Currently on the Liturgy Office page of the Diocesan Website is a series of short videos which focus on different aspects of the Mass. As parishes start to rebuild after the pandemic this is an ideal resource to gather people together. Why not take a different video each week, watch it together and then have a group reflection, discussion and time of prayer?  In the pipeline is another series on the role of music in the liturgy. Again, this could be a great opportunity not just for musicians but all parishioners to gather for some formation in this important dimension of our liturgical life.

The Department for Adult Education and Evangelisation is happy to offer any parish interested in understanding the different schools of prayer and how groups and individuals can utilise these at different times during the Liturgical year. Please contact adult.education@cliftondiocese for more information.  

There will be area gatherings in the Autumn for parishes to have further conversations on how to move forward with the reports.

New Translation of the Lectionary

For a number of years we have been promised a new translation of our Lectionaries but, as we know, the wheels of the Church do turn slowly.  At last it seems that publication will be towards the end of next year, with the New Translation actually in use beginning on the First Sunday of Advent 2023. It has now been agreed that it will use the ESV Catholic Edition with the Deuterocanonical books, published by SPCK in the UK.  The text itself will appear in ‘sense lines’ in order to aid public proclamation but this will, of course, take up more space so it is envisaged that there will be four volumes, rather than the three we are used to.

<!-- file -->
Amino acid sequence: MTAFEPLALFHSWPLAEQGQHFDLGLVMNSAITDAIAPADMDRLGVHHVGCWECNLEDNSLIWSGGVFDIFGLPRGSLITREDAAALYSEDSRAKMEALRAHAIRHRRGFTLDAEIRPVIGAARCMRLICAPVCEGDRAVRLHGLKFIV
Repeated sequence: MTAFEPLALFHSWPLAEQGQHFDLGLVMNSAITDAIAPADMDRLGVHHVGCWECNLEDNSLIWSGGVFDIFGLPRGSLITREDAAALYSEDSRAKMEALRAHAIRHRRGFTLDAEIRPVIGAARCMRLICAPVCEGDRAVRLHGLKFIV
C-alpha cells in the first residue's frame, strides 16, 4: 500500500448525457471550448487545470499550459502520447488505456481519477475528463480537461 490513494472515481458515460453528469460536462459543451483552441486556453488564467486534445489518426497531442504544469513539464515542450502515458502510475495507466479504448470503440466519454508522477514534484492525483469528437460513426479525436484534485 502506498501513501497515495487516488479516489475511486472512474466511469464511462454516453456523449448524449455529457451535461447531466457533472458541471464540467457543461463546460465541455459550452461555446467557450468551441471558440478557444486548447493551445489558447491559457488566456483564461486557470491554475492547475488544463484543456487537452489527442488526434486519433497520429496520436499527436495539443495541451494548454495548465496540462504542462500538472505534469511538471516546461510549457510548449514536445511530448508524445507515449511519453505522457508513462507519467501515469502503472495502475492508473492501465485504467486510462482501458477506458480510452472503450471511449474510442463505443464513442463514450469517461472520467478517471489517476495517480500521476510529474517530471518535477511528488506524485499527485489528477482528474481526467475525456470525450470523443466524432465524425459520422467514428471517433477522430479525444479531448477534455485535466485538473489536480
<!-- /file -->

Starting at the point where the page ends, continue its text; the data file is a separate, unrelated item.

As with the New Translation of the Roman Missal, there will be formation prior to its introduction, which will probably begin early next year.

Art & Architecture

Our Liturgy Office is responsible for advising the bishop and our parishes on all matters of liturgical Art and Architecture – building, re-ordering, alterations, additions and artistic commissions – for the churches of the diocese. This includes such things as lighting schemes, sound systems, organs, new or repaired stained glass, moving fonts etc. The Liturgy Office seeks to serve and help parishes and other communities to explore how they can make better use of their church buildings and chapels for the celebration of the Sacred Liturgy.

Any proposed changes which affect the liturgical and devotional life of the parish or community do need to be referred to the Liturgy Office for advice and permission where necessary. This may also require diocesan approval and possibly approval from the Historic Churches Committee (in the case of a listed building) so it is advisable to make contact at the very beginning of the process to avoid costly errors. For further information please see the Liturgical Diary, pages 159-160, or contact us at the Liturgy Office by email to liturgy@cliftondiocese.com or by telephoning 0117 902 5595.

Meanwhile, if there is any way that the Liturgy office can be of help, please just let us know by emailing liturgy@cliftondiocese.com.

Click here for a printable version of this newsletter.

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Wishing you a wonderful Summer

 

Previous Newsletters:

Autumn 2021

Winter 2021

Spring 2022